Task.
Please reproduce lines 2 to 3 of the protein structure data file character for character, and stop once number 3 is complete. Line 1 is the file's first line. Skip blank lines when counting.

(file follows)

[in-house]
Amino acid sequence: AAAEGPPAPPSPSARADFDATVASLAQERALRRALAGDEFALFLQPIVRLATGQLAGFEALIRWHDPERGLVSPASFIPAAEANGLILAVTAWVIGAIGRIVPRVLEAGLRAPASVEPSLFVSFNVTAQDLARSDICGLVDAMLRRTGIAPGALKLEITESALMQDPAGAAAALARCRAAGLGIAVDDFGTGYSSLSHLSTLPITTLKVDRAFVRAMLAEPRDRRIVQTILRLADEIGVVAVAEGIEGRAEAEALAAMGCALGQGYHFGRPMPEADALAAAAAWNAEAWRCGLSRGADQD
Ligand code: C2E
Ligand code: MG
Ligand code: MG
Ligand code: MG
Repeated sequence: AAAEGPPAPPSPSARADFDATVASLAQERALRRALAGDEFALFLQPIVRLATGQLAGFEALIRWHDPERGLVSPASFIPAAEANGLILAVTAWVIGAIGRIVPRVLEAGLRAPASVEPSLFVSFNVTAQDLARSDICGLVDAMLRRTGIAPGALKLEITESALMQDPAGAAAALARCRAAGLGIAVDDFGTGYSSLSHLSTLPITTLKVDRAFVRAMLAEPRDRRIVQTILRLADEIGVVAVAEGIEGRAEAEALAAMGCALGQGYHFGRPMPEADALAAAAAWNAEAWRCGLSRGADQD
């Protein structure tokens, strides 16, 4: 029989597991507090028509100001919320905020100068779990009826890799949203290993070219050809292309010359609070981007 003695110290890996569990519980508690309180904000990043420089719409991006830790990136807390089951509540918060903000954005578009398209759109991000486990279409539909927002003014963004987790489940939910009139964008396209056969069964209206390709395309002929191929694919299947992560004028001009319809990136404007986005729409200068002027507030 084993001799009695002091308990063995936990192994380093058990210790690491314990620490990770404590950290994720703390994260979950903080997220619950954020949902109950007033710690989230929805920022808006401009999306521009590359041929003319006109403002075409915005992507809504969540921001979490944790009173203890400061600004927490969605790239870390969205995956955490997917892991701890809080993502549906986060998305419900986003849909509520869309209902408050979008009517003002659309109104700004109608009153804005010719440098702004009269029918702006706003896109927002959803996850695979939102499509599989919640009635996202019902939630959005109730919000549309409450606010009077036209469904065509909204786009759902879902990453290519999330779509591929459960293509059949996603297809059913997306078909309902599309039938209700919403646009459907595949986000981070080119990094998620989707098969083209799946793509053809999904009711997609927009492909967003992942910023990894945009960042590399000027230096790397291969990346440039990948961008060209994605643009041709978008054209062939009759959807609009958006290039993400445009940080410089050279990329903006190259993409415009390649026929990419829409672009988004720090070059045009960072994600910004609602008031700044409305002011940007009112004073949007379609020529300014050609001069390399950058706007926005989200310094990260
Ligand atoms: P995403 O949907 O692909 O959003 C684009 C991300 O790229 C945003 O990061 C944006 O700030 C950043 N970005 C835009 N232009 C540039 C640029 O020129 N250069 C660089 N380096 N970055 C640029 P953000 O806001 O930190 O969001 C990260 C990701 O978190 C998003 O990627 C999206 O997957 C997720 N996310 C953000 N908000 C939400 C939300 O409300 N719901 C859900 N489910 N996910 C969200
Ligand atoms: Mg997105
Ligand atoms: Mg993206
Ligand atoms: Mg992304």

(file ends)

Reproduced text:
Amino acid sequence: AAAEGPPAPPSPSARADFDATVASLAQERALRRALAGDEFALFLQPIVRLATGQLAGFEALIRWHDPERGLVSPASFIPAAEANGLILAVTAWVIGAIGRIVPRVLEAGLRAPASVEPSLFVSFNVTAQDLARSDICGLVDAMLRRTGIAPGALKLEITESALMQDPAGAAAALARCRAAGLGIAVDDFGTGYSSLSHLSTLPITTLKVDRAFVRAMLAEPRDRRIVQTILRLADEIGVVAVAEGIEGRAEAEALAAMGCALGQGYHFGRPMPEADALAAAAAWNAEAWRCGLSRGADQD
Ligand code: C2E